Software engineers are trying to combat all of those possibilities and the bugs that arise from such a number of different scenarios and so far we have seen with each new release of software that they are managing to decrease the number of bugs rapidly and are producing really quality code.

Anybody remember Windows 95? 🙂

Written by Luka Ferlež

December 14, 2008 at 1:03

Posted in Programing

Tagged with

Connecting to TFS

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Like so many things in the programing world, establishing a connection to a TF server can be done in a couple of different ways. I have previously specified everything that you need to start developing an application that will interface with TF server, so I will skip the introduction to TFS development and get my hands dirty right away.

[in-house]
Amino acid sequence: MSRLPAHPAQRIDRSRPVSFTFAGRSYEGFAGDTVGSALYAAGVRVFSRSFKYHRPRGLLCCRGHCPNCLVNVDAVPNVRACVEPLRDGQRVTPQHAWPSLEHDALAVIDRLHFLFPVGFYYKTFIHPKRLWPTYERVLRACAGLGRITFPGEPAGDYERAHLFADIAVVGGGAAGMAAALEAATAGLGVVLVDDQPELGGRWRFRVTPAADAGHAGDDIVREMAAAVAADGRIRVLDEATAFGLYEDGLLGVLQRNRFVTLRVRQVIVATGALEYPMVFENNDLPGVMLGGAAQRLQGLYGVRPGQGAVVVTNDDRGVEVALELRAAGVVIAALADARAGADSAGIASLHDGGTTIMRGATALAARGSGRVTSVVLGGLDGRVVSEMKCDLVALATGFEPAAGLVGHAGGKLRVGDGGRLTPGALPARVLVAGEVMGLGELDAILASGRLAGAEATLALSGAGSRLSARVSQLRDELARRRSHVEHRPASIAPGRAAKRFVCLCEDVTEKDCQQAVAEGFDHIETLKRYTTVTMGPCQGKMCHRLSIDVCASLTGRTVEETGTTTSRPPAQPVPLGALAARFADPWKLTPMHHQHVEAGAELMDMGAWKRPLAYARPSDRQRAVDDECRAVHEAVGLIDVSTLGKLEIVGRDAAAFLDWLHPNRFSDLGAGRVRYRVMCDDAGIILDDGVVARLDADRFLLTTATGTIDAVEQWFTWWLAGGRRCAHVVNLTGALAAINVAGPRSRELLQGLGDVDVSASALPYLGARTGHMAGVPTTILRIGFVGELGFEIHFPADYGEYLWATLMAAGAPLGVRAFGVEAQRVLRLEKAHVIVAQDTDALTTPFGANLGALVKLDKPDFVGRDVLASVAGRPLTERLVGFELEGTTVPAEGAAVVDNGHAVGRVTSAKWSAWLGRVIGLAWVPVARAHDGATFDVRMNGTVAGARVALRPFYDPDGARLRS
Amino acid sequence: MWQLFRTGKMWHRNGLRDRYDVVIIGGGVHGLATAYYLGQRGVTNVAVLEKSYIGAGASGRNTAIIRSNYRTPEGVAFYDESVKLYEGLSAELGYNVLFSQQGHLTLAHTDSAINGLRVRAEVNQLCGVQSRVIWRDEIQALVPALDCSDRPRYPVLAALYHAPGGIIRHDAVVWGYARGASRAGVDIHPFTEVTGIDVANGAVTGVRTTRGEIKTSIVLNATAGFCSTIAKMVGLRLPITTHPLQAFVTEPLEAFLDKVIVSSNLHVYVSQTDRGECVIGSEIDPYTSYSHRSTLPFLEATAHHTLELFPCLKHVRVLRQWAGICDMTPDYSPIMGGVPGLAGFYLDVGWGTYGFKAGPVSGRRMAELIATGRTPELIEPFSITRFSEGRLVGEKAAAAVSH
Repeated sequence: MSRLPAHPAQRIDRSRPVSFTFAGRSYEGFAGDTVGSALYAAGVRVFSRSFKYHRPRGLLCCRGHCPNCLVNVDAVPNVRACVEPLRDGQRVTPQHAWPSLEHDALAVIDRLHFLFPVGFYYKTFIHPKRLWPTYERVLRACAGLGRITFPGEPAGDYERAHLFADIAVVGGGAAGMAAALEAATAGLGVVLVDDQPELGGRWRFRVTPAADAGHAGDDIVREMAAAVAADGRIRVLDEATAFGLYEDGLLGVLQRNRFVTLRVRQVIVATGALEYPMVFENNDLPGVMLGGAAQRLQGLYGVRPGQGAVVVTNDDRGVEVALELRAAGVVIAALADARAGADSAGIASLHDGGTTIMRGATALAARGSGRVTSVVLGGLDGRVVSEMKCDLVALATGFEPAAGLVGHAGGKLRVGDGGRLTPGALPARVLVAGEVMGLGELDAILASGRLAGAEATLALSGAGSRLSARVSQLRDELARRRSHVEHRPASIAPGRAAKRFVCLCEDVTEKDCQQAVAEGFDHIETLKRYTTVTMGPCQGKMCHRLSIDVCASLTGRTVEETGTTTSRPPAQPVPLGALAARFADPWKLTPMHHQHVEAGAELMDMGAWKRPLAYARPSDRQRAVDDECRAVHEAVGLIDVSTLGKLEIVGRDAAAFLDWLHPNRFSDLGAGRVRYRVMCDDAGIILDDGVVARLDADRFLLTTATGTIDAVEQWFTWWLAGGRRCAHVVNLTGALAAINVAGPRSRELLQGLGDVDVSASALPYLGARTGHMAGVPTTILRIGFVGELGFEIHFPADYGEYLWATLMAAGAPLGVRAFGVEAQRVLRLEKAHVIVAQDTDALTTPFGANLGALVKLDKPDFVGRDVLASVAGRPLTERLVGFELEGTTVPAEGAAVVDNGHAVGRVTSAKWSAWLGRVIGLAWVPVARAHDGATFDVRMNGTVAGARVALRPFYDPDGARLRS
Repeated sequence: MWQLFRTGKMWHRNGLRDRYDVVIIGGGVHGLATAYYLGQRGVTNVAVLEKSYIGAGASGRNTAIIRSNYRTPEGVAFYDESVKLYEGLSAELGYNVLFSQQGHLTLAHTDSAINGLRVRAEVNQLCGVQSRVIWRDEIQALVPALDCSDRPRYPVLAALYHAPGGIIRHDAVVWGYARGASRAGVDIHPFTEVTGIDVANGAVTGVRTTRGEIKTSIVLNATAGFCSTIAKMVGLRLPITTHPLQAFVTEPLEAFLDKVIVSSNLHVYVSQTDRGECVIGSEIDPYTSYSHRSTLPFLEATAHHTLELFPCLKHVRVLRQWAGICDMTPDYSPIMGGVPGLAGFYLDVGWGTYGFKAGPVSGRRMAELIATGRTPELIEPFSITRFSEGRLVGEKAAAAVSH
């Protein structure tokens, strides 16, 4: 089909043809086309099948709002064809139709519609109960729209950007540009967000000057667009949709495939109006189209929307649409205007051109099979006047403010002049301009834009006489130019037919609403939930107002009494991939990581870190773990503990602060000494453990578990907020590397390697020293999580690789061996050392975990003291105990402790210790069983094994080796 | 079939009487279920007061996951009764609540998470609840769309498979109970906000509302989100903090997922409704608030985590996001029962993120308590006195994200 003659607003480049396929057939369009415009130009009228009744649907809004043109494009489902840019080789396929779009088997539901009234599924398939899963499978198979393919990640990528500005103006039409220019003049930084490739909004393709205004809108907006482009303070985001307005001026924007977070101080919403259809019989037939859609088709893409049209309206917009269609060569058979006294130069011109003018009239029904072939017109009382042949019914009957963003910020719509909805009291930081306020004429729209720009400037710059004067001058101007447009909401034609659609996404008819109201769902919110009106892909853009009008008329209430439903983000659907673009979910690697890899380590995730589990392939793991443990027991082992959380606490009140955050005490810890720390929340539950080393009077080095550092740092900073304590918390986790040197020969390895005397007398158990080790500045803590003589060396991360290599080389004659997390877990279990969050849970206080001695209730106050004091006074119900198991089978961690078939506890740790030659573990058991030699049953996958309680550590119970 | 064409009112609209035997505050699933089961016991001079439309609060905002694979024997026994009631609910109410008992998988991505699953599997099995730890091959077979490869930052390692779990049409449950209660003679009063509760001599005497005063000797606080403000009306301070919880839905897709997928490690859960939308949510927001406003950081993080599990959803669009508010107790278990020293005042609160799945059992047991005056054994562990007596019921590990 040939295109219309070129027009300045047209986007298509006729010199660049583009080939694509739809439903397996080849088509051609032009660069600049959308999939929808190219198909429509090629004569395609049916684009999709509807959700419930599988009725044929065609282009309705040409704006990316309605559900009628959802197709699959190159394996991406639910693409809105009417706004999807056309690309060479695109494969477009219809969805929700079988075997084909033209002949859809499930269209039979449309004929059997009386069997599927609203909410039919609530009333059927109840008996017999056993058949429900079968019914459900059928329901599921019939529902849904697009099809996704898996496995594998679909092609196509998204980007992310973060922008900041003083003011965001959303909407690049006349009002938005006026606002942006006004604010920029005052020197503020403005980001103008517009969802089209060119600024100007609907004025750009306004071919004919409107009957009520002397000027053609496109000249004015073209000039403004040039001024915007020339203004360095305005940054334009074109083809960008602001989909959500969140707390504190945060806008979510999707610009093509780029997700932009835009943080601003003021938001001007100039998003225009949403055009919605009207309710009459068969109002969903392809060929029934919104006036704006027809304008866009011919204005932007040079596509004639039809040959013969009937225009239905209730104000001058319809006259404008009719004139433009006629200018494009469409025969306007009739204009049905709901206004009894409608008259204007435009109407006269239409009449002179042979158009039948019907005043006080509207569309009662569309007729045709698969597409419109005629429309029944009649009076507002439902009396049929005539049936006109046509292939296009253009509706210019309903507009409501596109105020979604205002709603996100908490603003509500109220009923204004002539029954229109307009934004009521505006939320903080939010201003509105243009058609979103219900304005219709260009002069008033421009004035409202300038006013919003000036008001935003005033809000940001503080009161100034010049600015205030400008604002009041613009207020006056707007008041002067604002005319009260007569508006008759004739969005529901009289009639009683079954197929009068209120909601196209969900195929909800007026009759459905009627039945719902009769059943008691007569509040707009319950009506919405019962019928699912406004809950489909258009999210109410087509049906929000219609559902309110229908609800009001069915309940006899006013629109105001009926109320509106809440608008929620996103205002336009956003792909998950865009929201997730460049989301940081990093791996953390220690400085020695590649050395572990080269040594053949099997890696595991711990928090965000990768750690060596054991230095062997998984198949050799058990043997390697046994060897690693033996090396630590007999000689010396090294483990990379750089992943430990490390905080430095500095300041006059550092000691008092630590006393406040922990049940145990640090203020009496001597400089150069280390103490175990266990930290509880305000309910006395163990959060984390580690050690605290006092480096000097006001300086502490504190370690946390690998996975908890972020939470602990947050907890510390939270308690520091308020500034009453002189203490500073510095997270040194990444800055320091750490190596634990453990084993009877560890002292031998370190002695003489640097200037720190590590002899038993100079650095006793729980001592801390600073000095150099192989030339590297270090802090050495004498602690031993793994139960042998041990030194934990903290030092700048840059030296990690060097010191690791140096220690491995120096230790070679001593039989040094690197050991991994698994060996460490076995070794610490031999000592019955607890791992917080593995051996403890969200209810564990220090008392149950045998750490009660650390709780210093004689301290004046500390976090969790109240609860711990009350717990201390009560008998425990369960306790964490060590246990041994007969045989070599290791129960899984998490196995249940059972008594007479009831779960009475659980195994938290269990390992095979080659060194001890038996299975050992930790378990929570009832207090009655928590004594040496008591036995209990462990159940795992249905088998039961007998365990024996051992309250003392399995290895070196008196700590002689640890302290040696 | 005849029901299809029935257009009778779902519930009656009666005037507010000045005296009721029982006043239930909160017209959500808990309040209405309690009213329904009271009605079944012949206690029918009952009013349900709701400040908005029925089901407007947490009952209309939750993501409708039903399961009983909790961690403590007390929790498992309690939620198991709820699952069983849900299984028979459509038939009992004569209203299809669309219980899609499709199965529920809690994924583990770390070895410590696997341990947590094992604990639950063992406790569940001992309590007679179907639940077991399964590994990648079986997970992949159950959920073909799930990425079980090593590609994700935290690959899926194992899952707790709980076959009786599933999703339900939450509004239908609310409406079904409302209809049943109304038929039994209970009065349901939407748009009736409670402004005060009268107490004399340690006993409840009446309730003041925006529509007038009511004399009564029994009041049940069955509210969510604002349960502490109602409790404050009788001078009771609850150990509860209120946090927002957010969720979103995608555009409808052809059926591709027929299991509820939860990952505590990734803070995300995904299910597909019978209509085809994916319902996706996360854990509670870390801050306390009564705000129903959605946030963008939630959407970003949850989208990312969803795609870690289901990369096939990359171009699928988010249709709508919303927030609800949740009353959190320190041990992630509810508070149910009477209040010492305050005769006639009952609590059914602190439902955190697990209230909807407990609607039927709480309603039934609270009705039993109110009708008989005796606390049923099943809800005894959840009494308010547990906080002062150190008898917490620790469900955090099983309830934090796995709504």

From you code, C# code that is, you can establish a connection to TF server in two basic ways. Both of two create an instance of a TeamFoundationServer class. One is trough a service class TeamFoundationServerFactory and the other is creating an instance of a TeamFoundationServer class manually through a public constructor.

The main difference between the two is that the TeamFoundationServerFactory static class will cache the connected servers, so that every time you request a server, a request is not being sent to the TF server, thus not clogging the server with requests.

TeamFoundationServer server = TeamFoundationServerFactory.GetServer("http://" + serverName + ":" + serverPort);